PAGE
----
Allotments have been part of British gardening culture for centuries. Every August, the nation’s gardening enthusiasts don their gloves, dust off their trowels and head down to their allotments to make magic happen with their bare hands and a collection of equipment to mark National Allotments Week. This is a whole week dedicated to the celebration of small plots of land used by individuals to grow food crops.
This year’s National Allotments Week theme is nature – specifically, the importance of gardening with nature in mind. It’s an opportunity to bring gardening into the spotlight and to support ecosystem processes – the physical, chemical and biological processes that link organisms and their environment, like pollination. It’s also a great chance to create and nurture a haven for wildlife in urban areas.
Following its inception in 2002, National Allotments Week is thriving. Can allotments help us lead healthier, more environmentally friendly lifestyles? Of course they can. By growing our own food, we’re consuming products with reduced carbon footprint and minimal chemicals. Allotments are also brilliant socially, helping people develop friendships and strengthening communities. And we know how good it is for our overall wellbeing, to be outside in the fresh air, instead of being indoors and glued to screens.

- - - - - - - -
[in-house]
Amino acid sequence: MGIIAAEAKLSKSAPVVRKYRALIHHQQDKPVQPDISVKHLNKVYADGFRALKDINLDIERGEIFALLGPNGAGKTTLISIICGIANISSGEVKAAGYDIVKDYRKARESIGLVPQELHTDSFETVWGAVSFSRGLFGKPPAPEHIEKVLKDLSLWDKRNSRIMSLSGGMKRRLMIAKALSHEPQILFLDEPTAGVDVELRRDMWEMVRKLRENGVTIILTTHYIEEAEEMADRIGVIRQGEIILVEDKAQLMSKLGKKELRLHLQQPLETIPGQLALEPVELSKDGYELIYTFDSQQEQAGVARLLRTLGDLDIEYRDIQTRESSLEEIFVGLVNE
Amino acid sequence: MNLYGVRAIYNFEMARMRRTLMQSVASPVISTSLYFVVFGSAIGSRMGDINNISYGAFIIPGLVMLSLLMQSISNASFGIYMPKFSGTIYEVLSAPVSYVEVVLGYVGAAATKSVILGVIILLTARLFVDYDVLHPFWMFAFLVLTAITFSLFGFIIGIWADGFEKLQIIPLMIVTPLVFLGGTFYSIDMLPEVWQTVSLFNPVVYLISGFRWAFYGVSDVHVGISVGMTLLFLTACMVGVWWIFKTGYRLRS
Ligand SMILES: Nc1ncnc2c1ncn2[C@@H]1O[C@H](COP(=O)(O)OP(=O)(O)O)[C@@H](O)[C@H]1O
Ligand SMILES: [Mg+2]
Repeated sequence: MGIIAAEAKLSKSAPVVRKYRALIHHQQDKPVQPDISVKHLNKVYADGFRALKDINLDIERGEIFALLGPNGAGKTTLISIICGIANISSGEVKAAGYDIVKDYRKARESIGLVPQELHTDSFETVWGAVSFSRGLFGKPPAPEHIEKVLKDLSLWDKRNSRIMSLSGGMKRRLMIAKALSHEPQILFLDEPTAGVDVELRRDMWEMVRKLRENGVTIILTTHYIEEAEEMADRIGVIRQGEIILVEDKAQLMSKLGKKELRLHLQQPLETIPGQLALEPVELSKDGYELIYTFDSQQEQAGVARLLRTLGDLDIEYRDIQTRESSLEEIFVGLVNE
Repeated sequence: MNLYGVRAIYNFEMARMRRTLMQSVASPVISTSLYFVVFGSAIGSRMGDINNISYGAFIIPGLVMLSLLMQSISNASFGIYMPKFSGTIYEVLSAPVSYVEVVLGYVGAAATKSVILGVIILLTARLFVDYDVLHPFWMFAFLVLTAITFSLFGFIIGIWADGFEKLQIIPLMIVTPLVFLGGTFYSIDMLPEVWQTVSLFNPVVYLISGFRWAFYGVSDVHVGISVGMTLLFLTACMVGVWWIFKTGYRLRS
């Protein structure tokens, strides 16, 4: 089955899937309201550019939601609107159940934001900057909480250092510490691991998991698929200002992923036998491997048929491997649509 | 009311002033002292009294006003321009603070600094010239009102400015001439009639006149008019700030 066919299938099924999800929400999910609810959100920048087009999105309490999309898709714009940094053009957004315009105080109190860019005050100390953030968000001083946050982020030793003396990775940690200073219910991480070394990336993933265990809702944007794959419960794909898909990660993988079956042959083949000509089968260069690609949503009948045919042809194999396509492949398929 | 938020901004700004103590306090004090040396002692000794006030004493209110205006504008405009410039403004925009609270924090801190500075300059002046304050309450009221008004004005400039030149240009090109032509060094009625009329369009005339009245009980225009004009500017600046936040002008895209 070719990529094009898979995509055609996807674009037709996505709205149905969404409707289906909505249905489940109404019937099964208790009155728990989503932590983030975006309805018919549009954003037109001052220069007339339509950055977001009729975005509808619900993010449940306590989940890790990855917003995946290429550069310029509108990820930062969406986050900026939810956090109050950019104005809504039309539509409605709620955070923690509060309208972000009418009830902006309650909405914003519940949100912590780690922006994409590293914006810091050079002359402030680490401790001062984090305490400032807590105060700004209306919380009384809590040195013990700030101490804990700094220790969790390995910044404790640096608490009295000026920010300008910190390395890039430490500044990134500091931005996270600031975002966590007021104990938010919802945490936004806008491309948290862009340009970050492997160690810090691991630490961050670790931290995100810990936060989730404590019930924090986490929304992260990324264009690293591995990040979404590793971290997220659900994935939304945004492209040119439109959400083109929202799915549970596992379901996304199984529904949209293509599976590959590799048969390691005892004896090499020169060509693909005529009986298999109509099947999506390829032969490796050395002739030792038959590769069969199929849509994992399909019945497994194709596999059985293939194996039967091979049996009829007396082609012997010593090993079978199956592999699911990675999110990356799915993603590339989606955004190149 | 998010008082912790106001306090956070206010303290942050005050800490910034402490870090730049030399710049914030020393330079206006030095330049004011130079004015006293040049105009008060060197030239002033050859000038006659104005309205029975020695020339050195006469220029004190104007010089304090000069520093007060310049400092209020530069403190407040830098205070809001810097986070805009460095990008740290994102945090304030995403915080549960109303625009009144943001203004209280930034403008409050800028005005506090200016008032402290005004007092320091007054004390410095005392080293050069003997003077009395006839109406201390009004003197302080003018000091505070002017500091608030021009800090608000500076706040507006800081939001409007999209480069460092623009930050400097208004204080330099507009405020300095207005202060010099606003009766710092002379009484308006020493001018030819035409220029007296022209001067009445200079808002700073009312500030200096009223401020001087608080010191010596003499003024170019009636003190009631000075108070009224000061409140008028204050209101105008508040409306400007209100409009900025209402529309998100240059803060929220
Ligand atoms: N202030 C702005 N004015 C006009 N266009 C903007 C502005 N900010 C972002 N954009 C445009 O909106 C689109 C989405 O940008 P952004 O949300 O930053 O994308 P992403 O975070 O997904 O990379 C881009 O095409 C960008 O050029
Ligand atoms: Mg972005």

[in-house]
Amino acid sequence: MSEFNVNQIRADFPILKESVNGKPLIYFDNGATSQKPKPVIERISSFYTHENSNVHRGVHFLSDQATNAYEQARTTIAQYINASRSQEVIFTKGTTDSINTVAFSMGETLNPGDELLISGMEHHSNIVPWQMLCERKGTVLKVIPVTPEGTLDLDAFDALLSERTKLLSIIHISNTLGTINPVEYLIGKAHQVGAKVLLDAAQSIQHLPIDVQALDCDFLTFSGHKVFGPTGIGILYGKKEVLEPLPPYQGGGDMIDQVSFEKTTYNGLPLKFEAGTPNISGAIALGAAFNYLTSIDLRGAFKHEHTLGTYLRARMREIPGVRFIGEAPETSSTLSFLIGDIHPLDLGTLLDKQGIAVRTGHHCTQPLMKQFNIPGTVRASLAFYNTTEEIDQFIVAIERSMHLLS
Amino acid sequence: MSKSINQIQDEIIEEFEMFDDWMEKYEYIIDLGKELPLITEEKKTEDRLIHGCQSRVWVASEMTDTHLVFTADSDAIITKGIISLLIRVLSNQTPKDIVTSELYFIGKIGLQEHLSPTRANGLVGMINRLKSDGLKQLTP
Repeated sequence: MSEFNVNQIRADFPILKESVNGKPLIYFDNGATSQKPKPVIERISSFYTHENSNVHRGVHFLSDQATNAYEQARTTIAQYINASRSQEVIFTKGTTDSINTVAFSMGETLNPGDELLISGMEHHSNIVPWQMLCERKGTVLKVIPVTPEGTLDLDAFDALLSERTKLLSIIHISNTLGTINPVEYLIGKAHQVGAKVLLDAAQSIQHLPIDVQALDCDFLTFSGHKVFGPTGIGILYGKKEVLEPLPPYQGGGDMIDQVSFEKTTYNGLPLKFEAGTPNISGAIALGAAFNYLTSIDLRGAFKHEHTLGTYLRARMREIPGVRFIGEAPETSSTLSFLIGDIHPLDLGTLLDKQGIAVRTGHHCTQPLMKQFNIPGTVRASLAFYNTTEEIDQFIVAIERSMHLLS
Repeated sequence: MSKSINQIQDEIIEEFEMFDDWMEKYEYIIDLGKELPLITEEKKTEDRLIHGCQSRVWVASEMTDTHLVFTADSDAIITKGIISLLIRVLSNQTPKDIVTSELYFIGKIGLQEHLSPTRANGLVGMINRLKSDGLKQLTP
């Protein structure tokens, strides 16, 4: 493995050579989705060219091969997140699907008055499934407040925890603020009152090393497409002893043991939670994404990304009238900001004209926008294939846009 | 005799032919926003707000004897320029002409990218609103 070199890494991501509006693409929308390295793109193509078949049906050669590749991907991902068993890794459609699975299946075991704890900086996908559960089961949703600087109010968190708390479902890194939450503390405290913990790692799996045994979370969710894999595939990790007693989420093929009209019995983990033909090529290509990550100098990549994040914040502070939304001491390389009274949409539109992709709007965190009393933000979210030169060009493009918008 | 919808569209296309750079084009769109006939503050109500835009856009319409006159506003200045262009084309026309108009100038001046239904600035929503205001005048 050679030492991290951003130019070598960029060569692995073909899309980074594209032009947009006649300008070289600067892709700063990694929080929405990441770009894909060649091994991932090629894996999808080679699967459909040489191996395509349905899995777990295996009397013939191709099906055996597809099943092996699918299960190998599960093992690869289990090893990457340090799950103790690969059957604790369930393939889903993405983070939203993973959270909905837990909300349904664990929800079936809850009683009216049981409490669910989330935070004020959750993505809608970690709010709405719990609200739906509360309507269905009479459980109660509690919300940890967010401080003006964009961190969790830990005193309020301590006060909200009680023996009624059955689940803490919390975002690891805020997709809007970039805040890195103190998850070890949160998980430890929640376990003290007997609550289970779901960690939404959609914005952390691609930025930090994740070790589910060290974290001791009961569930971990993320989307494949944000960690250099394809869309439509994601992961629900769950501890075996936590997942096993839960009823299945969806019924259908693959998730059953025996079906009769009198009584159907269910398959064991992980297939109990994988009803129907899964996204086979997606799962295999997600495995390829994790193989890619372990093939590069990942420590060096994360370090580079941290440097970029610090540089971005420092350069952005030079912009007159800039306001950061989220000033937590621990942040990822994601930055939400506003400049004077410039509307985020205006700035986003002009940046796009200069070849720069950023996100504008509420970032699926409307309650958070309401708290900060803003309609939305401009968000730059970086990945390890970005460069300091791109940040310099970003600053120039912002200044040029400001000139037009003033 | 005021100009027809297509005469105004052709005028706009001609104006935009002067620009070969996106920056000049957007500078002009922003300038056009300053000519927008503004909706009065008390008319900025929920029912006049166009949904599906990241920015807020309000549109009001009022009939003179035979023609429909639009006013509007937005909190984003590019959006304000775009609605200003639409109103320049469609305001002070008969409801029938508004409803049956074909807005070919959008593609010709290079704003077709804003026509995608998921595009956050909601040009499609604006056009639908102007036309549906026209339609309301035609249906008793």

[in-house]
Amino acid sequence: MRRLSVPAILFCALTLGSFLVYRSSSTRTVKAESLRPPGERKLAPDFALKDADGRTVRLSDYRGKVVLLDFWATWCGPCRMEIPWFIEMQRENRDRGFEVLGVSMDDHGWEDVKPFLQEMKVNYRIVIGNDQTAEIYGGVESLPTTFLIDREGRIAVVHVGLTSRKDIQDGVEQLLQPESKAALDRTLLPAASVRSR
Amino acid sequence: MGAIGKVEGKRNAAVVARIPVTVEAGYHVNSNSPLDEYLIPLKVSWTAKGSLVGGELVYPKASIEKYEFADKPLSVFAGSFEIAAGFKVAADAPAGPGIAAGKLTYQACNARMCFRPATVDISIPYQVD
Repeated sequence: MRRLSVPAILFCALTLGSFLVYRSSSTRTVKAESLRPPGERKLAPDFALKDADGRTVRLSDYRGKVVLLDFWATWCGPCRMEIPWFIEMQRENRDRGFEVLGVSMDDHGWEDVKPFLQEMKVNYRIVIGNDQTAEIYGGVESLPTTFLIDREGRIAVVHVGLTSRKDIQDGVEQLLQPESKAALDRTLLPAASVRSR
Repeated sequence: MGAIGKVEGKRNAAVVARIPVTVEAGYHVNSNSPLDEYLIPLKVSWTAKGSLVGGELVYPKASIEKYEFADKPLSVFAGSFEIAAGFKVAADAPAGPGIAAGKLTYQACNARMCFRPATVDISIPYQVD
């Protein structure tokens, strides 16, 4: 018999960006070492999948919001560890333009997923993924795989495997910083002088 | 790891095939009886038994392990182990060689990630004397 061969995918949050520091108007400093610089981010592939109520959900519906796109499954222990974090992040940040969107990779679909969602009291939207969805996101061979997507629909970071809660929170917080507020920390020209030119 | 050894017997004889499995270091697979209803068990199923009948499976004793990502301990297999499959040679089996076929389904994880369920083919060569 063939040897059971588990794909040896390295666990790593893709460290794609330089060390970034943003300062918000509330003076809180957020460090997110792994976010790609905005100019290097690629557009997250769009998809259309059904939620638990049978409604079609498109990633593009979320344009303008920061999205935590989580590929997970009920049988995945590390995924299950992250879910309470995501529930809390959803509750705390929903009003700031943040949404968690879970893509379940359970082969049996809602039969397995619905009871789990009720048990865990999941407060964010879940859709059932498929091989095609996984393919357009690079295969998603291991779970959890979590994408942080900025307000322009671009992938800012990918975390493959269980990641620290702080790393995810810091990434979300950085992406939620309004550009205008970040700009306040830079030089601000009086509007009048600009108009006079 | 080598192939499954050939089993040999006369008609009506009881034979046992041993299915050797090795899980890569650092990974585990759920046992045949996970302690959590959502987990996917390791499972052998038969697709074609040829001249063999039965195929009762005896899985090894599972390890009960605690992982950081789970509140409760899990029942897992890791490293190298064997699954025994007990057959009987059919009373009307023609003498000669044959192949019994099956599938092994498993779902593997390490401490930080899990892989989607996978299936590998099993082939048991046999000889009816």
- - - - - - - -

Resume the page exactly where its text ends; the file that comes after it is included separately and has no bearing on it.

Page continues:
National Allotments Week – how it all began
The history of allotments dates back to Anglo-Saxon times. They say that in the nineteenth century, landowners gave the working class pieces of land to produce their own food. Industrialization and lack of a welfare state meant that allotments became invaluable and in 1908, the Small Holdings and Allotments Act came into effect. After World War I, the Land Settlement Act helped returning servicemen and the Allotments Acts of 1922 strengthened the rights of allotment holders in England and Wales.
Sam’s allotment project
Allotments are in the spotlight, and the Quattro Foods team is not missing a trick. Our very own Sam Brower has been beavering away in her garden (not an allotment, but she’s working on the same principle that growing your own food is sustainable, economical and healthy). She’s been growing mountains of potatoes (keep an eye out for our next blog which explores this hobby in more detail) and almost everything else you can imagine.
Here’s Sam’s allotment menu:
- Salad leaves
- Patty pans
- Mange tout
- Sugar snaps
- Runner beans
- Borlotti beans
- French cosse beans
- Dwarf green beans
- Spring onions
It’s a busy time in Sam’s garden, and she seems to spend most evenings and weekends making jam, pickles, compotes, soups, herb elixirs and lots of scrumptious meals. The fridge is stuffed to bursting!
The rest of us are lucky enough to taste samples of her home-grown fare in the office, while we all enjoy celebrating National Allotments Week to the max!